A fun, sprawling sci-fi comic book series about a forbidden love between children of two warring factions. The story is told using the humorous voice of the two lovers’ (not yet born) daughter. A heavy dose of humor, fantasy, violence and a little more nudity than necessary makes up this series. The universe in which the story is set contains some very imaginative characters, alien races, technologies and socio-political structure. It is probably the most entertaining fictional universe I have encountered since Star Wars. The story itself is ok, but the characters that fit into the story are the best part. My favorite pair of characters is a bounty hunter and his pet that looks like a lion, hired to track down these forbidden lovers. The cat has a special power where it is compelled to purr the word “lyyyyying” whenever someone is not telling the truth. This, among other quirks, keeps the reader on their toes while the story takes tremendous twists and turns. Note, the story is not finished yet, but at least the first four volumes are available from the DBRL.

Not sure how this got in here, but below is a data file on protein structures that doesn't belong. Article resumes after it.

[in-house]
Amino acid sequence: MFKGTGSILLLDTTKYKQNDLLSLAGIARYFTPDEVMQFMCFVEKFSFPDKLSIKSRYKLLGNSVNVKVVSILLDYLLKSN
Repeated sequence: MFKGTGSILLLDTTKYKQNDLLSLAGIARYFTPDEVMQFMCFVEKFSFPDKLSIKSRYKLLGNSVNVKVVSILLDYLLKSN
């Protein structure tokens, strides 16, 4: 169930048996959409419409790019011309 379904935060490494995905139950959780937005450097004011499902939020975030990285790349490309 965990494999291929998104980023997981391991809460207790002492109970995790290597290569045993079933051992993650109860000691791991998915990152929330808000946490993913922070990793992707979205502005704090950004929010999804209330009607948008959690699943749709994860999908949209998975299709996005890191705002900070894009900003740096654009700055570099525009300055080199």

Three words that describe this book: Cosmic, imaginitive, humorous
You might want to pick this book up if:
- You are ok with HBO-type mature themes.
- You enjoy large space operas with fun new universes.
- You want to see one of the most exciting new comics currently out there.
- You are ok with not having the complete story available yet, as new issues are still being created.
Small children are naturally curious about what goes on around them, and this extends to what is going on in their kitchens at home. After all, they see their parents make what may seem mysterious efforts to prepare meals and snacks, as they orchestrate over counters, the stove and in the oven. Most wee ones get started in the kitchen when they crawl to a lower cabinet door and pull out pots and pans with which to play. (I believe this is where their first music lessons happen as well – bang, bang, bang!) I know my two boys spent plenty of happy time on the kitchen floor with pots, wooden spoons and measuring cups, to name a few of the culinary tools they got to try early on.